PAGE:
I agree with Ray and Rockbend.

Do not reuse old treat water between plants. You may be treating a pest with one chemical but spread a bacteria disease in that water. A repeat to get the new hatchlings in 10-12 days is needed to fully wipe out the pests. I use the systemic Merit and have never seen a scale or mealies in over 3 years. Note: I quarantine and treat all new plants and returning plants from shows for 2 weeks. This is important as they will introduce critters in less than 2 weeks!. After Merit, I will spray with horticultural oil a month after to control spider mites on my Phals esp the underside of leaves.

I also agree with KateL that some chemicals when sprayed on flowers/buds and even on plants with buds, can create problems with deformed flowers or even blast or damage them. I usually do not spray on the flower stems, but if I do (by mistake) I will spray rinse the chemicals off with RO water. This is the case with Physan, which can poke holes in flowers (which I have done on show flowers before the show!).
Dr Ee. What is the dilution rate you use for Merit and where is it available in Canada? I'm from Lévis, Quebec.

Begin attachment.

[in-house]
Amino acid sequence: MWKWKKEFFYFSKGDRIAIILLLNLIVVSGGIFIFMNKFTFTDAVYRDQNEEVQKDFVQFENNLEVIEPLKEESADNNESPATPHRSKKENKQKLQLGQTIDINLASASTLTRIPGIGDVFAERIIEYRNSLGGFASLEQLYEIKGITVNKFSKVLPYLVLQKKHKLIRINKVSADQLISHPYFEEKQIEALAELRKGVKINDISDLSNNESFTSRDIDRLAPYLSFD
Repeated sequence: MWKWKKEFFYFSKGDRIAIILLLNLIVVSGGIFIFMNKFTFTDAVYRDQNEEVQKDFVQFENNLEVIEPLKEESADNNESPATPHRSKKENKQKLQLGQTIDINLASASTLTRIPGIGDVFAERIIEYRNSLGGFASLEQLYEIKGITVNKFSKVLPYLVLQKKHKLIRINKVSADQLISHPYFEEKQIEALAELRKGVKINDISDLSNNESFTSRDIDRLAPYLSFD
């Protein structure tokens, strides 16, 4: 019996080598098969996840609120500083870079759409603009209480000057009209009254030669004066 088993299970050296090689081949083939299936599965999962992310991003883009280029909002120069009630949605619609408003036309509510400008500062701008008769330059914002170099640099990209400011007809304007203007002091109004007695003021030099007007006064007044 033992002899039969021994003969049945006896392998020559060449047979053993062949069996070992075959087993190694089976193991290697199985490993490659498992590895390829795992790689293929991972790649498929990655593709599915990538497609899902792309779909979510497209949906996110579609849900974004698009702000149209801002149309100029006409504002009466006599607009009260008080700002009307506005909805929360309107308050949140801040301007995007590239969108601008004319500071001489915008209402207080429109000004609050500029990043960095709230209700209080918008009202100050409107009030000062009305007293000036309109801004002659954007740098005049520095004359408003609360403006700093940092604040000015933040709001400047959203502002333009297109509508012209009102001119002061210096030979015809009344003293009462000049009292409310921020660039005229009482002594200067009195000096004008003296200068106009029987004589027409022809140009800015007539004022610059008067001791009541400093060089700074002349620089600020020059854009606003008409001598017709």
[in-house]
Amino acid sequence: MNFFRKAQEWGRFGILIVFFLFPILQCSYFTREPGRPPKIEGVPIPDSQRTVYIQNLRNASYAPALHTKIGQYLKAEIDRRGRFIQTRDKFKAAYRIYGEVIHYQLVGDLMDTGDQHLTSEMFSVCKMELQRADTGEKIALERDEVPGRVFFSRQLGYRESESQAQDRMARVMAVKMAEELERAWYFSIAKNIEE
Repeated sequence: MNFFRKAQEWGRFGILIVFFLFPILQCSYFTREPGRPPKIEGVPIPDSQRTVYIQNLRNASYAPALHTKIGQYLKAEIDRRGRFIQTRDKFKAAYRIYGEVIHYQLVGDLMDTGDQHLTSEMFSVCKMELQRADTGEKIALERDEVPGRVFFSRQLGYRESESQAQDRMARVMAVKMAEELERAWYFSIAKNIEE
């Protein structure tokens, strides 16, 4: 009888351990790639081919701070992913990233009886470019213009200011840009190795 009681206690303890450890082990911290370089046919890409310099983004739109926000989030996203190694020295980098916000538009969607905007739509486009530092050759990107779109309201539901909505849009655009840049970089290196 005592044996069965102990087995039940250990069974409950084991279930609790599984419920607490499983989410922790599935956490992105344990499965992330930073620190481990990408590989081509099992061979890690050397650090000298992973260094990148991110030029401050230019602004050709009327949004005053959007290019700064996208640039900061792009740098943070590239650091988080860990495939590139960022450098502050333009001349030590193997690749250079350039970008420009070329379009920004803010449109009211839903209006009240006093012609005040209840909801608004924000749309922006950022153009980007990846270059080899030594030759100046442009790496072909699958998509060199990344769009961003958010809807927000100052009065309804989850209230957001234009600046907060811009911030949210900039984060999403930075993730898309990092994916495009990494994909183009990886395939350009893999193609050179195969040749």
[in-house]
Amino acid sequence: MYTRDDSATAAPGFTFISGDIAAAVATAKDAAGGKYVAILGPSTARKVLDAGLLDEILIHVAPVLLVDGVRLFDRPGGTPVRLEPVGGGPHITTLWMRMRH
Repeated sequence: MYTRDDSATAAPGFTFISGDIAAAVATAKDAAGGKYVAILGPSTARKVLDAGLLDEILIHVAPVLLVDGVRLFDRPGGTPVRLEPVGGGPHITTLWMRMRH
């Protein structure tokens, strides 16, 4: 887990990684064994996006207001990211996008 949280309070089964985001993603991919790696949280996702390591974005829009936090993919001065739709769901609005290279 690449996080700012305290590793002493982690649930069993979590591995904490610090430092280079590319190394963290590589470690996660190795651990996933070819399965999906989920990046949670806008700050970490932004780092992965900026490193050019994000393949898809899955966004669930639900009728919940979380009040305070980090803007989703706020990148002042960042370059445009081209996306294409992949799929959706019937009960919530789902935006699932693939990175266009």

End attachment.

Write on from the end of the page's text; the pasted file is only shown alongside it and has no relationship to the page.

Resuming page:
KateL

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Serge, The main ingredient/generic name for Merit is imidacloprid. You should follow the directions on the label of the product you buy as it may be available in different strengths. (I would be surprised if Leslie told you otherwise, btw.) In the US, you can buy it on Amazon or eBay, with different product names, including Merit, if it’s not in your local hardware or garden store. Good luck. Kate
 

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Buy generic imidacloprid it's way cheaper. I use the 1.47% and its 5-6 teaspons/gal. I use 6 teaspoons (2Tbsp/gal) as a drench. Instructions say use with weak fertilizer to help uptake. I have never had it damage blooms but I dont get it on the buds or blooms. 2 applications 10-14 days apart.
 

cnycharles

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Here’s a good article about mixing nutrients and pesticides. In some cases, having some nitrogen can definitely help the intake of pesticides/fungicides. It’s been a few years since I was in Utica where we were told this and used it more, but the chemical intake pathway of many plants can help the pesticide go in better along with the feed.
The article stresses not mixing aliette or draconian with fertilizer. Often the labels will address tank mix issues since they’ve tested for this, though not as much for fertilizer, and they will say ‘don’t mix with this or that’. Some things don’t interact well with copper unless buffered.